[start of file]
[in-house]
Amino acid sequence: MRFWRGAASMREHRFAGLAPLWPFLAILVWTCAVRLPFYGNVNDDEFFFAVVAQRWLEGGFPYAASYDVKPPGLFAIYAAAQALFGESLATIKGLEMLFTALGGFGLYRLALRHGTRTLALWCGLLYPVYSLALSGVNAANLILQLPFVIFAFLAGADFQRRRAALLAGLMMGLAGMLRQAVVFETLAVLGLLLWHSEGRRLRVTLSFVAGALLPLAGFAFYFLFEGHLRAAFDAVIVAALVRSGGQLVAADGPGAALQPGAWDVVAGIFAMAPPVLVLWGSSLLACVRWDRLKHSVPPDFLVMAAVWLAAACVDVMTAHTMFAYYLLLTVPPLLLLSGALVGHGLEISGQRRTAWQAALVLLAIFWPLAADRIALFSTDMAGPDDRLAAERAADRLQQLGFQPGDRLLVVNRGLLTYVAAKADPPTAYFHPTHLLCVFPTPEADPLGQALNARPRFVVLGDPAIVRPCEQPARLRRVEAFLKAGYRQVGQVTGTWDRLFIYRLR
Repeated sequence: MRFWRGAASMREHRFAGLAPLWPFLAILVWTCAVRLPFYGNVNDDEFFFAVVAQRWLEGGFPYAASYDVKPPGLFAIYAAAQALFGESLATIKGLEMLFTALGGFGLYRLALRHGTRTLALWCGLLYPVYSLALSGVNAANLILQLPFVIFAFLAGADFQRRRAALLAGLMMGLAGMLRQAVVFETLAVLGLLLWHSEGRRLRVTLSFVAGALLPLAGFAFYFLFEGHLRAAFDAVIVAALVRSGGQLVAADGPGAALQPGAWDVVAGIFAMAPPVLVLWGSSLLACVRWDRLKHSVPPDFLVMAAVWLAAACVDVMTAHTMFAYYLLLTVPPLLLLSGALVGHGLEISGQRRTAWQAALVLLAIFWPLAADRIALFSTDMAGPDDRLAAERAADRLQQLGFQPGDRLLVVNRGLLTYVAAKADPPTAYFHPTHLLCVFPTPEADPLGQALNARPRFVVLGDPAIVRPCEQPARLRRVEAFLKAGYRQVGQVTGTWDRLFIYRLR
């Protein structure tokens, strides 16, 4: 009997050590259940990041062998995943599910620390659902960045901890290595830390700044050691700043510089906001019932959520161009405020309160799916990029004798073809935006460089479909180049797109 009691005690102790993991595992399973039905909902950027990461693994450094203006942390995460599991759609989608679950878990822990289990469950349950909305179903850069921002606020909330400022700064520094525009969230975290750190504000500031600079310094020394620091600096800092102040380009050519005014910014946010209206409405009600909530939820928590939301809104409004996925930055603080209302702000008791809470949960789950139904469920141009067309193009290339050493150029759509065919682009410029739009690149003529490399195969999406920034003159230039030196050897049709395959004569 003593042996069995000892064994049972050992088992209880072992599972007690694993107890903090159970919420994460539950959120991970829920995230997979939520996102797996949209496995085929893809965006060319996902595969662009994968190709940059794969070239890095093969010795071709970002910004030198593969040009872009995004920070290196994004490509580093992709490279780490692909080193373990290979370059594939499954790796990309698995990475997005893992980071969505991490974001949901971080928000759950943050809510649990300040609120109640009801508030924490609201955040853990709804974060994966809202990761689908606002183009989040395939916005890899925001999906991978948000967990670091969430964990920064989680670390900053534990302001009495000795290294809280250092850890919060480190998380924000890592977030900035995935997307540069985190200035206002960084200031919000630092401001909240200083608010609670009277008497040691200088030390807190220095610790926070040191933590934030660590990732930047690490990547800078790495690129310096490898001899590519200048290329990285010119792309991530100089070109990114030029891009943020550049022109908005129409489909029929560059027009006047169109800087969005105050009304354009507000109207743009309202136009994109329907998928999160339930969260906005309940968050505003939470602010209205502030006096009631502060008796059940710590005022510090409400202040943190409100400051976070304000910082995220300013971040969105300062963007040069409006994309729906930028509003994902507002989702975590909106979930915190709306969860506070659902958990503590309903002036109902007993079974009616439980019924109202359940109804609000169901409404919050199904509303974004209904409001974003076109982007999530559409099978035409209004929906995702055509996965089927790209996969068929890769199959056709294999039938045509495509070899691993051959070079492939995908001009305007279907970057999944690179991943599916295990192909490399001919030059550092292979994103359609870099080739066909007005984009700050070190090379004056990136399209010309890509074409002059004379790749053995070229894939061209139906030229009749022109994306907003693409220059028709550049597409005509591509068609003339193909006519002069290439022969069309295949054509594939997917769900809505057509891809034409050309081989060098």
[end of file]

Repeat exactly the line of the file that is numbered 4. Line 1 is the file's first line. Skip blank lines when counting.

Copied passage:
């Protein structure tokens, strides 16, 4: 009997050590259940990041062998995943599910620390659902960045901890290595830390700044050691700043510089906001019932959520161009405020309160799916990029004798073809935006460089479909180049797109 009691005690102790993991595992399973039905909902950027990461693994450094203006942390995460599991759609989608679950878990822990289990469950349950909305179903850069921002606020909330400022700064520094525009969230975290750190504000500031600079310094020394620091600096800092102040380009050519005014910014946010209206409405009600909530939820928590939301809104409004996925930055603080209302702000008791809470949960789950139904469920141009067309193009290339050493150029759509065919682009410029739009690149003529490399195969999406920034003159230039030196050897049709395959004569 003593042996069995000892064994049972050992088992209880072992599972007690694993107890903090159970919420994460539950959120991970829920995230997979939520996102797996949209496995085929893809965006060319996902595969662009994968190709940059794969070239890095093969010795071709970002910004030198593969040009872009995004920070290196994004490509580093992709490279780490692909080193373990290979370059594939499954790796990309698995990475997005893992980071969505991490974001949901971080928000759950943050809510649990300040609120109640009801508030924490609201955040853990709804974060994966809202990761689908606002183009989040395939916005890899925001999906991978948000967990670091969430964990920064989680670390900053534990302001009495000795290294809280250092850890919060480190998380924000890592977030900035995935997307540069985190200035206002960084200031919000630092401001909240200083608010609670009277008497040691200088030390807190220095610790926070040191933590934030660590990732930047690490990547800078790495690129310096490898001899590519200048290329990285010119792309991530100089070109990114030029891009943020550049022109908005129409489909029929560059027009006047169109800087969005105050009304354009507000109207743009309202136009994109329907998928999160339930969260906005309940968050505003939470602010209205502030006096009631502060008796059940710590005022510090409400202040943190409100400051976070304000910082995220300013971040969105300062963007040069409006994309729906930028509003994902507002989702975590909106979930915190709306969860506070659902958990503590309903002036109902007993079974009616439980019924109202359940109804609000169901409404919050199904509303974004209904409001974003076109982007999530559409099978035409209004929906995702055509996965089927790209996969068929890769199959056709294999039938045509495509070899691993051959070079492939995908001009305007279907970057999944690179991943599916295990192909490399001919030059550092292979994103359609870099080739066909007005984009700050070190090379004056990136399209010309890509074409002059004379790749053995070229894939061209139906030229009749022109994306907003693409220059028709550049597409005509591509068609003339193909006519002069290439022969069309295949054509594939997917769900809505057509891809034409050309081989060098």